Knee pain can be prevented through the use of ergonomic postures that reduce stress on various structures in the knee.  Individualized MSD prevention plans can help apply these tips and more in the workplace to prevent knee injuries and reduce lost time.  Additionally, these MSD prevention plans can further supplement these safe postures by introducing task specific warm-ups and dynamic stretches to increase blood flow to the knee and further reduce injury risk.  Overall, a large percent of the occupational knee-related injuries in Ontario are preventable through the use of ergonomics and MSD prevention plans. 


1Williams, C. H., Jamal, Z., & Sternard, B. T. (2021). Bursitis. In StatPearls. StatPearls Publishing.

2Kakarlapudi, T. K., & Bickerstaff, D. R. (2001). Knee instability: isolated and complex. The Western journal of medicine, 174(4), 266–272.

3Felson, D. T., Niu, J., Gross, K. D., Englund, M., Sharma, L., Cooke, T. D., Guermazi, A., Roemer, F. W., Segal, N., Goggins, J. M., Lewis, C. E., Eaton, C., & Nevitt, M. C. (2013). Valgus malalignment is a risk factor for lateral knee osteoarthritis incidence and progression: findings from the Multicenter Osteoarthritis Study and the Osteoarthritis Initiative. Arthritis and rheumatism, 65(2), 355–362.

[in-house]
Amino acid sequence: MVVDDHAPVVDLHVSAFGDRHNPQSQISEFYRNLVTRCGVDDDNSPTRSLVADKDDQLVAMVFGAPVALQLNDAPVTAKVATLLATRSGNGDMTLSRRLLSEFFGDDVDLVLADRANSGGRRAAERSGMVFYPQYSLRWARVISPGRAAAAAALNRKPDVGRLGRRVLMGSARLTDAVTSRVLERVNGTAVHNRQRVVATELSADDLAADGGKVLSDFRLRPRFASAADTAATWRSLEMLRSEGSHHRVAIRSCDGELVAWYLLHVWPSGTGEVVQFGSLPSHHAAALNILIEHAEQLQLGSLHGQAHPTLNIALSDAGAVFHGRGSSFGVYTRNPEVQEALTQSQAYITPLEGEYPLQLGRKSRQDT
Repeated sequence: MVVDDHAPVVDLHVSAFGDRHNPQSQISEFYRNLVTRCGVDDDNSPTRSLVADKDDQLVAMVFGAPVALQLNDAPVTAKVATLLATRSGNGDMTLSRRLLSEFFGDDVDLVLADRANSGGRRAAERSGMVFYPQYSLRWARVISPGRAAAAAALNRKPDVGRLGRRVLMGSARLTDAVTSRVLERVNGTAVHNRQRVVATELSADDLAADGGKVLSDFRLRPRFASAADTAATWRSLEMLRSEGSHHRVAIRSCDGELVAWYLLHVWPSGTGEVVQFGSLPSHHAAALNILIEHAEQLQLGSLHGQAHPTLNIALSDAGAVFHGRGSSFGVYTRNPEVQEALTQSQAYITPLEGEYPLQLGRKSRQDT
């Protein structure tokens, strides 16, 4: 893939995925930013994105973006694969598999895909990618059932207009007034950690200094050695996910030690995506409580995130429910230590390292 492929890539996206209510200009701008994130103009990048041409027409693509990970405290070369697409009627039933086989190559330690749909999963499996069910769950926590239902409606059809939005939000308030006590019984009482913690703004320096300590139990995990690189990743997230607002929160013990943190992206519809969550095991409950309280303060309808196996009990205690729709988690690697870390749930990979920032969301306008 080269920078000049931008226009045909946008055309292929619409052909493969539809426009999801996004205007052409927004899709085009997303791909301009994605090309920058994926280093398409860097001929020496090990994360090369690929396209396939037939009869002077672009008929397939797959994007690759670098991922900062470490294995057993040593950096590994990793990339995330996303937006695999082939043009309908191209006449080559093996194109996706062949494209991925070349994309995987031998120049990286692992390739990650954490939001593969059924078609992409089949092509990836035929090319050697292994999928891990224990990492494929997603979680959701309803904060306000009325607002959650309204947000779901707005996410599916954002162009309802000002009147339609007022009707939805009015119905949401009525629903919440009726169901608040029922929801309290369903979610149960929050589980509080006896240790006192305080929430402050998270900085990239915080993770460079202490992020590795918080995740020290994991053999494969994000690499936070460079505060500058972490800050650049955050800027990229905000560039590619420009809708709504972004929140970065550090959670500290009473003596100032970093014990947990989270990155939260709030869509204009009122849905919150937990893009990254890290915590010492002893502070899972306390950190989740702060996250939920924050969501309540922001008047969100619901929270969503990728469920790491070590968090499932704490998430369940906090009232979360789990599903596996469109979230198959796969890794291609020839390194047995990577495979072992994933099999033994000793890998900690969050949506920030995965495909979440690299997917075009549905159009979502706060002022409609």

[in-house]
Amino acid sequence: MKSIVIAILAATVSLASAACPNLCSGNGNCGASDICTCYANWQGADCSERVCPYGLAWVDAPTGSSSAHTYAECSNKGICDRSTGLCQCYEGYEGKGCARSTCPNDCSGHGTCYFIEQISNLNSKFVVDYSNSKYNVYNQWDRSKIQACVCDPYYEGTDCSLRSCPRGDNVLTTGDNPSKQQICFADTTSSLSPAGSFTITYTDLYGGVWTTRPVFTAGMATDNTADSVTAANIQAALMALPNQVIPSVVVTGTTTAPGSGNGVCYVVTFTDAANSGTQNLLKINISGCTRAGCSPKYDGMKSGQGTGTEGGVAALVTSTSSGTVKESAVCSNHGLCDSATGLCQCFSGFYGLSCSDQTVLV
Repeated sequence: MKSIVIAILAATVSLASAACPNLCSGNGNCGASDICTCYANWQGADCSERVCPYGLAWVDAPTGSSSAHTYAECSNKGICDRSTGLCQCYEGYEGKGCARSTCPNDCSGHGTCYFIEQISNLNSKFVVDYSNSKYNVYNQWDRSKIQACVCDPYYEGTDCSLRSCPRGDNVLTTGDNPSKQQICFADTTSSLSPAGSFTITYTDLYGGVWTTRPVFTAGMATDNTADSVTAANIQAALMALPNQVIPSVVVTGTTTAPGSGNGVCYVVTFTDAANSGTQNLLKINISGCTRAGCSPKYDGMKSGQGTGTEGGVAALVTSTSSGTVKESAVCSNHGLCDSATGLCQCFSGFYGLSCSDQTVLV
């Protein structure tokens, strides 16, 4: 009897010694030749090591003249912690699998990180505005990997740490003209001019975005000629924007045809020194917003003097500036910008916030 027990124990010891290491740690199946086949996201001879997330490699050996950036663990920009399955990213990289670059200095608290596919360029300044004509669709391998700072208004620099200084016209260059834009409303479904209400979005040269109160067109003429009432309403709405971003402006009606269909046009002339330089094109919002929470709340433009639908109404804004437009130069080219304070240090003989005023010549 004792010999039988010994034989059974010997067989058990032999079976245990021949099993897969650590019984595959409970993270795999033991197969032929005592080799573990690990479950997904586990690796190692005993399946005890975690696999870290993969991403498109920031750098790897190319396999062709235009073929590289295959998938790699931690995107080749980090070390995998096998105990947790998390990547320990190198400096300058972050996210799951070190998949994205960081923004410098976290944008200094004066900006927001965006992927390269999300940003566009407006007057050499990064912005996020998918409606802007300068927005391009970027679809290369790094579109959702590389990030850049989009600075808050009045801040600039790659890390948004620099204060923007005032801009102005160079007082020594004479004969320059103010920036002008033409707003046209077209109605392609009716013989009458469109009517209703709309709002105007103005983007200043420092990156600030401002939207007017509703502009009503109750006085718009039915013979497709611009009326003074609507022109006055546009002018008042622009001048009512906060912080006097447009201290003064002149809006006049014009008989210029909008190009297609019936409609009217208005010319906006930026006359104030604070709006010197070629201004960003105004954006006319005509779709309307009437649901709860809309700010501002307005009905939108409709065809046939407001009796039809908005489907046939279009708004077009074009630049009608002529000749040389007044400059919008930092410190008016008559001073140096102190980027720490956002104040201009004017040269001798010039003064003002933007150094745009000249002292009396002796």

4By the numbers: Open data downloads. (2021). WSIB.

5Positioning the Body to Reduce MSD Injury Risk: Focus on the Knee. (2021). Centre of Research Expertise for the Prevention of Musculoskeletal Disorders.

6Klein, N. (2021, July 29). Recovering from a Knee Injury. ANOVA IRM Stem Cell Center.

7Klussmann, A., Gebhardt, H., Nübling, M., Liebers, F., Quirós Perea, E., Cordier, W., von Engelhardt, L. V., Schubert, M., Dávid, A., Bouillon, B., & Rieger, M. A. (2010). Individual and occupational risk factors for knee osteoarthritis: results of a case-control study in Germany. Arthritis research & therapy, 12(3), R88.

8Working in a Sitting Position - Good Body Position : OSH Answers. (2017). Canadian Center for Occupational Health and Safety.

9Breloff, S. P., Dutta, A., Sinsel, E. W., Carey, R. E., Warren, C. M., Dai, F., Ning, S., & Wu, J. Z. (2019). Are knee savers and knee pads a viable intervention to reduce lower extremity musculoskeletal disorder risk in residential roofers?. International journal of industrial ergonomics, 74, 10.1016/j.ergon.2019.102868.